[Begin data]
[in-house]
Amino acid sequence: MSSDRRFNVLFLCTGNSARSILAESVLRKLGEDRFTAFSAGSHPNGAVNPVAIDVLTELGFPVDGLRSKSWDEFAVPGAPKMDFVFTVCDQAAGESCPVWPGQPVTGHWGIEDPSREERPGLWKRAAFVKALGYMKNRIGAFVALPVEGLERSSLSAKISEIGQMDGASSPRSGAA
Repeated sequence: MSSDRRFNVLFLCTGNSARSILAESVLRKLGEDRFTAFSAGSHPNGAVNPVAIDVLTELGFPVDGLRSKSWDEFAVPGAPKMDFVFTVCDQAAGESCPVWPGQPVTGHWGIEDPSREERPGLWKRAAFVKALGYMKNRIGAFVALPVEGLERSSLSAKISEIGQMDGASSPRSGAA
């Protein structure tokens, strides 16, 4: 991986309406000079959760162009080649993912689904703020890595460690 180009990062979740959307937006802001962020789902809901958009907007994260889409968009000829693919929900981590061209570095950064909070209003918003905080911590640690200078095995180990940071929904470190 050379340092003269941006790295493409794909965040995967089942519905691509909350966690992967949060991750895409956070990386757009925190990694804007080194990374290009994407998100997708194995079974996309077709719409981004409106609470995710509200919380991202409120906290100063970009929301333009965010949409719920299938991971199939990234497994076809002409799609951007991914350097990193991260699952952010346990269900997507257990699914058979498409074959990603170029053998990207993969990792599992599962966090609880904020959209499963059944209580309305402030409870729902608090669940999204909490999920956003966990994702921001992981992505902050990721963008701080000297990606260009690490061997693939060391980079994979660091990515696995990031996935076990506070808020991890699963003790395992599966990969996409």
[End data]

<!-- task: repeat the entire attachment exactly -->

[in-house]
Amino acid sequence: MSSDRRFNVLFLCTGNSARSILAESVLRKLGEDRFTAFSAGSHPNGAVNPVAIDVLTELGFPVDGLRSKSWDEFAVPGAPKMDFVFTVCDQAAGESCPVWPGQPVTGHWGIEDPSREERPGLWKRAAFVKALGYMKNRIGAFVALPVEGLERSSLSAKISEIGQMDGASSPRSGAA
Repeated sequence: MSSDRRFNVLFLCTGNSARSILAESVLRKLGEDRFTAFSAGSHPNGAVNPVAIDVLTELGFPVDGLRSKSWDEFAVPGAPKMDFVFTVCDQAAGESCPVWPGQPVTGHWGIEDPSREERPGLWKRAAFVKALGYMKNRIGAFVALPVEGLERSSLSAKISEIGQMDGASSPRSGAA
């Protein structure tokens, strides 16, 4: 991986309406000079959760162009080649993912689904703020890595460690 180009990062979740959307937006802001962020789902809901958009907007994260889409968009000829693919929900981590061209570095950064909070209003918003905080911590640690200078095995180990940071929904470190 050379340092003269941006790295493409794909965040995967089942519905691509909350966690992967949060991750895409956070990386757009925190990694804007080194990374290009994407998100997708194995079974996309077709719409981004409106609470995710509200919380991202409120906290100063970009929301333009965010949409719920299938991971199939990234497994076809002409799609951007991914350097990193991260699952952010346990269900997507257990699914058979498409074959990603170029053998990207993969990792599992599962966090609880904020959209499963059944209580309305402030409870729902608090669940999204909490999920956003966990994702921001992981992505902050990721963008701080000297990606260009690490061997693939060391980079994979660091990515696995990031996935076990506070808020991890699963003790395992599966990969996409």